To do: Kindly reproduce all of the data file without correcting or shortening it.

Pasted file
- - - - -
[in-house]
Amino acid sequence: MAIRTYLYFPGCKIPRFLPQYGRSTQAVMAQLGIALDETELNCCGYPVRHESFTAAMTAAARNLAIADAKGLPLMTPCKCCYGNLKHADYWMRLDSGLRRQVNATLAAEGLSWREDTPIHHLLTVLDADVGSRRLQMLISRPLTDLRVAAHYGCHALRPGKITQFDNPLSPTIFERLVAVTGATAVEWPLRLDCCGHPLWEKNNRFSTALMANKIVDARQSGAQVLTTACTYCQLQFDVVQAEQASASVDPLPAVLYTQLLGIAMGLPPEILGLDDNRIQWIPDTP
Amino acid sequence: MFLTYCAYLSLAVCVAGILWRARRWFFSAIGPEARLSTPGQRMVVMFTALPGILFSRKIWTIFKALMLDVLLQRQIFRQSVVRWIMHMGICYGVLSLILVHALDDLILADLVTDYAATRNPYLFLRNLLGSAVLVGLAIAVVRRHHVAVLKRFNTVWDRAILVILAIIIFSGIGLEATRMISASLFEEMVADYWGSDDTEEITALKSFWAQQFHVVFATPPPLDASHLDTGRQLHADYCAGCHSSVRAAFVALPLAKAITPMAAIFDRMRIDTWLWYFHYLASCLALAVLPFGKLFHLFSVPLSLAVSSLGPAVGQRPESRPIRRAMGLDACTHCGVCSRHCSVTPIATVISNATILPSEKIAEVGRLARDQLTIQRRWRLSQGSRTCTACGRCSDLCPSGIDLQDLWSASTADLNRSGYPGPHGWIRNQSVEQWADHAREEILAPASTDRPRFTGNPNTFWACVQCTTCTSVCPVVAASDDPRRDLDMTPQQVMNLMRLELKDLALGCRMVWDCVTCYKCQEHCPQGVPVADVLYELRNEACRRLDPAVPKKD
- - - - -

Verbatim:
[in-house]
Amino acid sequence: MAIRTYLYFPGCKIPRFLPQYGRSTQAVMAQLGIALDETELNCCGYPVRHESFTAAMTAAARNLAIADAKGLPLMTPCKCCYGNLKHADYWMRLDSGLRRQVNATLAAEGLSWREDTPIHHLLTVLDADVGSRRLQMLISRPLTDLRVAAHYGCHALRPGKITQFDNPLSPTIFERLVAVTGATAVEWPLRLDCCGHPLWEKNNRFSTALMANKIVDARQSGAQVLTTACTYCQLQFDVVQAEQASASVDPLPAVLYTQLLGIAMGLPPEILGLDDNRIQWIPDTP
Amino acid sequence: MFLTYCAYLSLAVCVAGILWRARRWFFSAIGPEARLSTPGQRMVVMFTALPGILFSRKIWTIFKALMLDVLLQRQIFRQSVVRWIMHMGICYGVLSLILVHALDDLILADLVTDYAATRNPYLFLRNLLGSAVLVGLAIAVVRRHHVAVLKRFNTVWDRAILVILAIIIFSGIGLEATRMISASLFEEMVADYWGSDDTEEITALKSFWAQQFHVVFATPPPLDASHLDTGRQLHADYCAGCHSSVRAAFVALPLAKAITPMAAIFDRMRIDTWLWYFHYLASCLALAVLPFGKLFHLFSVPLSLAVSSLGPAVGQRPESRPIRRAMGLDACTHCGVCSRHCSVTPIATVISNATILPSEKIAEVGRLARDQLTIQRRWRLSQGSRTCTACGRCSDLCPSGIDLQDLWSASTADLNRSGYPGPHGWIRNQSVEQWADHAREEILAPASTDRPRFTGNPNTFWACVQCTTCTSVCPVVAASDDPRRDLDMTPQQVMNLMRLELKDLALGCRMVWDCVTCYKCQEHCPQGVPVADVLYELRNEACRRLDPAVPKKD